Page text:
Black Jack, p.8Max Brand
Terry did not come down for dinner. It was more or less of a calamity,for the board was quite full of early guests for the next day'sfestivities. Aunt Elizabeth shifted the burden of the entertainment ontothe capable shoulders of Vance, who could please these Westerners when hechose. Tonight he decidedly chose. Elizabeth had never see him in suchhigh spirits. He could flirt good-humoredly and openly across the tableat Nelly, or else turn and draw an anecdote from Nelly's father. He keptthe reins in his hands and drove the talk along so smoothly thatElizabeth could sit in gloomy silence, unnoticed, at the farther end ofthe table. Her mind was up yonder in the room of Terry.
Something had happened, and it had come through that long businessenvelope with the typewritten address that seemed so harmless. Onereading of the contents had brought Terry out of his chair with anexclamation. Then, without explanation of any sort, he had gone to hisroom and stayed there. She would have followed to find out what was thematter, but the requirements of dinner and her guests kept herdownstairs.
Immediately after dinner Vance, at a signal from her, dexterously herdedeveryone into the living room and distributed them in comfort around thebig fireplace; Elizabeth Cornish bolted straight for the room of Terence.She knocked and tried the door. To her astonishment, the knob turned, butthe door did not open. She heard the click and felt the jar of the bolt.Terry had locked his door!
A little thing to make her heart fall, one would say, but little thingsabout Terry were great things to Elizabeth. In twenty-four years he hadnever locked his door. What could it mean?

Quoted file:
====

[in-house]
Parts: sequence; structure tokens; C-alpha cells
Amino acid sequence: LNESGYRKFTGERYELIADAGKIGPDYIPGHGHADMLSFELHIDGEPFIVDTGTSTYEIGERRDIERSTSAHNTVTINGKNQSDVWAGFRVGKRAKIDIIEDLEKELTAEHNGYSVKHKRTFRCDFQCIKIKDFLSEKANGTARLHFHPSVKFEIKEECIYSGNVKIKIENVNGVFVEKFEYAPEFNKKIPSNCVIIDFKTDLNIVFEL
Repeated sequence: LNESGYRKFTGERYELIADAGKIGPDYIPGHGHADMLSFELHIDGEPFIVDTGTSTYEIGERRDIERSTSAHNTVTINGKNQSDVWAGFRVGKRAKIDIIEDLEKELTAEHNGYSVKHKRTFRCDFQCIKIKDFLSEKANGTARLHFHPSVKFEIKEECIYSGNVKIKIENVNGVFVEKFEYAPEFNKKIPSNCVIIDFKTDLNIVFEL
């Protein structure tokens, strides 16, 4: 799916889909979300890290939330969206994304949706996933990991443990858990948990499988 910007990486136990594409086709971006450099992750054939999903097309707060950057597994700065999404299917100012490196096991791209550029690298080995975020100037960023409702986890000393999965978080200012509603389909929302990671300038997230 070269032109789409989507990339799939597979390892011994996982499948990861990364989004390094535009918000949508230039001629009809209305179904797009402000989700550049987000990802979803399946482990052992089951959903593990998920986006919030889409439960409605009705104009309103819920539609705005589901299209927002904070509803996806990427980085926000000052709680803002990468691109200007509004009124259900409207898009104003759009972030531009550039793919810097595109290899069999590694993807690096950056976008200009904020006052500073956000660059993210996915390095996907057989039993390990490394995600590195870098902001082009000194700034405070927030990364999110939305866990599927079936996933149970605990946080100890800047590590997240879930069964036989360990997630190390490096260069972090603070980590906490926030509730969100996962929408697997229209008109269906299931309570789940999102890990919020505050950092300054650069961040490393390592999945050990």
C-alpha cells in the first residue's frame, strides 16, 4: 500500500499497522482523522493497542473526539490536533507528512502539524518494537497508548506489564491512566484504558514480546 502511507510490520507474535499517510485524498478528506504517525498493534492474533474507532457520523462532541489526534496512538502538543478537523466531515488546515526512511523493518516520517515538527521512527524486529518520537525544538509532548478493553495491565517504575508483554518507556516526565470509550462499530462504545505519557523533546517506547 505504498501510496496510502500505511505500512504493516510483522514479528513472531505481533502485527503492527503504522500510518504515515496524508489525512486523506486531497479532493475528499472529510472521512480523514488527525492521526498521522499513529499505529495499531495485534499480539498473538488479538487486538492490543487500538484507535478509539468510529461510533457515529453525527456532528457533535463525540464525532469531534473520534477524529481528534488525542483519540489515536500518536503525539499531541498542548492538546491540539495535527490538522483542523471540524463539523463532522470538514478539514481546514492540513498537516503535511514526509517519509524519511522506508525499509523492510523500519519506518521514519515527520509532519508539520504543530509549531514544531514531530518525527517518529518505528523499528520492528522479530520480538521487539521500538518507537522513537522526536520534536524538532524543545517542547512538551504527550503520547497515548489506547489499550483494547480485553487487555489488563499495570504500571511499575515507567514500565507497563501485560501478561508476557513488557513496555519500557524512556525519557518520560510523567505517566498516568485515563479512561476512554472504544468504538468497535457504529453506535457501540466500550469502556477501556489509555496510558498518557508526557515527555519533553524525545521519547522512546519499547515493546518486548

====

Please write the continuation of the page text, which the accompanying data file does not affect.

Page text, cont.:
It was a moment before she could call, and she waited breathlessly. Shewas reassured by a quiet voice that answered her: "Just a moment. I'llopen."
The tone was so matter-of-fact that her heart, with one leap, came backto normal and tears of relief misted her eyes for an instant. Perhaps hewas up here working out a surprise for the next day--he was full oftricks and surprises. That was unquestionably it. And he took so long incoming to the door because he was hiding the thing he had been workingon. As for food, Wu Chi was his slave and would have smuggled a tray upto him. Presently the lock turned and the door opened.
She could not see his face distinctly at first, the light was so strongbehind him. Besides, she was more occupied in looking for the tray offood which would assure her that Terry was not suffering from some mentalcrisis that had made him forget even dinner. She found the tray, sureenough, but the food had not been touched.
She turned on him with a new rush of alarm. And all her fears wererealized. Terry had been fighting a hard battle and he was stillfighting. About his eyes there was the look, half-dull and half-hard,that comes in the eyes of young people unused to pain. A worried, tense,hungry face. He took her arm and led her to the table. On it lay anarticle clipped out of a magazine. She looked down at it with unseeingeyes. The sheets were already much crumbled. Terry turned them to a full-page picture, and Elizabeth found herself looking down into the face ofBlack Jack, proud, handsome, defiant.